Must-Visit Attractions in Bath, England

The beautiful Royal Crescent comprises 30 terraced houses
The beautiful Royal Crescent comprises 30 terraced houses | © Graham Bell / Alamy Stock Photo
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Aptly named, the spa town of Bath has been attracting wellness invaders – erm, tourists – since Roman times. The Romans built the first public baths around the only natural hot springs in Britain, in the settlement they named Aquae Sulis, and you can still bathe in the famed hot springs today and visit the original baths. However, there’s much more to this genteel town than mere hot water. There’s no shortage of Bath attractions: channel your inner Jane Austen as you wander the streets, lined with handsome, sand-coloured Georgian stone houses; learn what a Sally Lunn bun is; take a boat trip on the River Avon; and peruse fashions through the ages.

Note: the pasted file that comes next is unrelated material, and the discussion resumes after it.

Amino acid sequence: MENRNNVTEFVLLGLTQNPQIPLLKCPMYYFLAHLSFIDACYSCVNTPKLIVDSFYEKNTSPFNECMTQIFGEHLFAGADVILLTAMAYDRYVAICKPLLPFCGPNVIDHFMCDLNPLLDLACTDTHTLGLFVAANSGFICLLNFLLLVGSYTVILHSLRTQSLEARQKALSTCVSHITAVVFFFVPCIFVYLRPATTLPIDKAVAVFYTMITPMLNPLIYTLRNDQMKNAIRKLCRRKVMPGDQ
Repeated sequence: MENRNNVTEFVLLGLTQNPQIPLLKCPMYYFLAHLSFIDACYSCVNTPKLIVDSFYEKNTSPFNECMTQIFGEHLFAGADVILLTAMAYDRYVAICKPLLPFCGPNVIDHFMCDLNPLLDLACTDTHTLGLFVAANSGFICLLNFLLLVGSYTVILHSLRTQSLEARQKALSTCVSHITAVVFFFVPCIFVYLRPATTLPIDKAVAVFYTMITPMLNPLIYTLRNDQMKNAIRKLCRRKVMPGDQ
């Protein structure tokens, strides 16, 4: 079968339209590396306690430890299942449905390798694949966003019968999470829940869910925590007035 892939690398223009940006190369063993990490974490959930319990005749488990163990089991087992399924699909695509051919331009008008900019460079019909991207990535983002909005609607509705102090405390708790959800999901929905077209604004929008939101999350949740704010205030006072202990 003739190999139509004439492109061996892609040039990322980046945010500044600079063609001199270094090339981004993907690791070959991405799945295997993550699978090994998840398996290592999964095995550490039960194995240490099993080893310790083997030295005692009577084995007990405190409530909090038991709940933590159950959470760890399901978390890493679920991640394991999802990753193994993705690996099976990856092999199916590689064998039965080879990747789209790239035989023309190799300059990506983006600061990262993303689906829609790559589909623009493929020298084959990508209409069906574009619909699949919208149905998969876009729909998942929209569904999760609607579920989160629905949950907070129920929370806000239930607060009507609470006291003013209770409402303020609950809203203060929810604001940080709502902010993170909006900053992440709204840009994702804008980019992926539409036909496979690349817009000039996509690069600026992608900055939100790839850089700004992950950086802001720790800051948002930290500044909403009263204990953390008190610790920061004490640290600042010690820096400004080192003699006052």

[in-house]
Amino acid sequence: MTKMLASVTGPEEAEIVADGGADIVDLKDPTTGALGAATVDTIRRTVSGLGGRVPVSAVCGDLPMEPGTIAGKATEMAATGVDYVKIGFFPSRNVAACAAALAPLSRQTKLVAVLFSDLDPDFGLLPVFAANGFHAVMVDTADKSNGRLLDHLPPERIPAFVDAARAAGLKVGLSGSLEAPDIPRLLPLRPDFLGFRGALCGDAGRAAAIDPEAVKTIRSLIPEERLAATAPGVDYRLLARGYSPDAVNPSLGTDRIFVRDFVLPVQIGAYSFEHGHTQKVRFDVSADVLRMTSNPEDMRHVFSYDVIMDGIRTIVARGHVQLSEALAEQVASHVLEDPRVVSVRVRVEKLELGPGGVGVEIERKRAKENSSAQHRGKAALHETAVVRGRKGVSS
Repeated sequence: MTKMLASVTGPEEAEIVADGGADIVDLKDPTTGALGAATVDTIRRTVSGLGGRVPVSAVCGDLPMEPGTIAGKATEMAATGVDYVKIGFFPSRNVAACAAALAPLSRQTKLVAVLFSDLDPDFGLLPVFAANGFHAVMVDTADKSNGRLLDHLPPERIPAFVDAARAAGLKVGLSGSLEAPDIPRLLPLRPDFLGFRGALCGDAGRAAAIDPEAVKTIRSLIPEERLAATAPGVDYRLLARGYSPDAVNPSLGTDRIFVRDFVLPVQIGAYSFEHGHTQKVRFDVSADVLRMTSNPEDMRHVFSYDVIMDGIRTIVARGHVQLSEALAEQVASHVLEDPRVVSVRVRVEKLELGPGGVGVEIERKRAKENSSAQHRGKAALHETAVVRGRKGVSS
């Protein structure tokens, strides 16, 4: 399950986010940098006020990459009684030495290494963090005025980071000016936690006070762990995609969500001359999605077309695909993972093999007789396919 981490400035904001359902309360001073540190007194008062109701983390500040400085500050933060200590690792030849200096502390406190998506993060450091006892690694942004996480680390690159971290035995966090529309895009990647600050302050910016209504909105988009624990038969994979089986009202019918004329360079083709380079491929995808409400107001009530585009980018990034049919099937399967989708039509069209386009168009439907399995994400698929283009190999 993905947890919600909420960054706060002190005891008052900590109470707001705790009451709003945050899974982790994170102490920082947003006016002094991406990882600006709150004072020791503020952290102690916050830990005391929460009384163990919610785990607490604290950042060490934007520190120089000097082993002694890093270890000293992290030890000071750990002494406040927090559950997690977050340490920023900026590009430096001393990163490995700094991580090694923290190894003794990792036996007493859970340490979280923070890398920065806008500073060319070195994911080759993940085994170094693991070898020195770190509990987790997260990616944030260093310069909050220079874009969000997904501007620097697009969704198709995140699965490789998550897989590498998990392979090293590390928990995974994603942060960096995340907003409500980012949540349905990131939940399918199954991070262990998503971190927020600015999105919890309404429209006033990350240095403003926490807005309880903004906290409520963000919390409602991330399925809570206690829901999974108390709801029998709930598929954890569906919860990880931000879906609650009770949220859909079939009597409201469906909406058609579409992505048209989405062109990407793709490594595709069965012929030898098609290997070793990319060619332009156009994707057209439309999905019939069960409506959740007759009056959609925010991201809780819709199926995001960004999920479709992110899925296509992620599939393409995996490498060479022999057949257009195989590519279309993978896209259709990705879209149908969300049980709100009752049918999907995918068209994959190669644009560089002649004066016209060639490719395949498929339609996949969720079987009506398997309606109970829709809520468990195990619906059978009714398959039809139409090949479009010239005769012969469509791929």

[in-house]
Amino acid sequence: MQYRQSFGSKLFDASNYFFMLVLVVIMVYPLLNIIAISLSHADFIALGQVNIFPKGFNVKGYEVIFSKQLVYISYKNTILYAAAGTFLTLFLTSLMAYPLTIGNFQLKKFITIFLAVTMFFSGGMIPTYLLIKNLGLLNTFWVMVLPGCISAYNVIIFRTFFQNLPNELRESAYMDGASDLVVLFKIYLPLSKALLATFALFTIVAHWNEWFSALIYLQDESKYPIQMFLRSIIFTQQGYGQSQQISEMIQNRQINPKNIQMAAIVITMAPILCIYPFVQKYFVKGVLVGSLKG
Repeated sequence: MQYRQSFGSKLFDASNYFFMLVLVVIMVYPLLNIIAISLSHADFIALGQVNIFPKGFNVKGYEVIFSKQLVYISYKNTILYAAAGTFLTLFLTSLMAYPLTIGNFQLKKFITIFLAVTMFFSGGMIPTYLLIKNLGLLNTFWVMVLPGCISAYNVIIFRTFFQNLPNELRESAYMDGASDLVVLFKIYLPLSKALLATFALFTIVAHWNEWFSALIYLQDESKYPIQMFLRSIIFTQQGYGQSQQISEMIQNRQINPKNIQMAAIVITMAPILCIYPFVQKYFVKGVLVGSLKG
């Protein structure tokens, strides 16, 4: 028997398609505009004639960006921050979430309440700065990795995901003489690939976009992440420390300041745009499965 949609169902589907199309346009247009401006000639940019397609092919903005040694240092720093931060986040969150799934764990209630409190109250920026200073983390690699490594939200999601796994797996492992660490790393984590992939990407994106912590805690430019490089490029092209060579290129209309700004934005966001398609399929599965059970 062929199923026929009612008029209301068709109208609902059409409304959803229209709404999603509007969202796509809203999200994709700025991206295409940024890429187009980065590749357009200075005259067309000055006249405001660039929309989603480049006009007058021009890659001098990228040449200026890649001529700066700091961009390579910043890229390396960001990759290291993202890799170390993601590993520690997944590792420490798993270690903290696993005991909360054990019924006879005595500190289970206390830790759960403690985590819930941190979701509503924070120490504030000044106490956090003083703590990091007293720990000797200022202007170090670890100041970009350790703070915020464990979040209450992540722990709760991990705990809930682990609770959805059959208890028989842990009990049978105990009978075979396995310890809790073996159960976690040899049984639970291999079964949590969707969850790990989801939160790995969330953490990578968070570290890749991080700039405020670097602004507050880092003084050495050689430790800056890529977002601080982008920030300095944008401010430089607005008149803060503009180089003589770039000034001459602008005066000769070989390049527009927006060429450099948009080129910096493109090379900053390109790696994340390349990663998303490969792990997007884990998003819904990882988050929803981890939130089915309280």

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The Roman Baths

Jostle for space with parties of schoolchildren as you stroll around the most popular of Bath attractions: the largely intact Roman bath complex, fed by mineral-rich hot springs and dating back to 70CE. Marvel at the Romans’ hugely advanced contribution to the personal hygiene of ancient Britons, and don’t miss the Great Bath – a lead-lined pool, surrounded by statues – or the excellent on-site museum showcasing Roman coins, wonderfully intact mosaics and Roman statuary. To beat the morning crowds, it’s well worth staying at one of the best luxury hotels in Bath, several of which are just a short stroll away.

Thermae Bath Spa

While things to do in Bath most definitely include bathing, the only time visitors end up swimming at the original Roman Baths is when they accidentally fall in – which is most certainly not encouraged. Instead, check into one of the best hotels in Bath, then head for this state-of-the-art spa fed by the same thermal waters – a steady 46C (115F) – that the Romans once enjoyed. Look out over the city streets from the rooftop pool, or soak yourself into a state of blissful bonelessness in the basement pool and hot tub.

Herschel Museum of Astronomy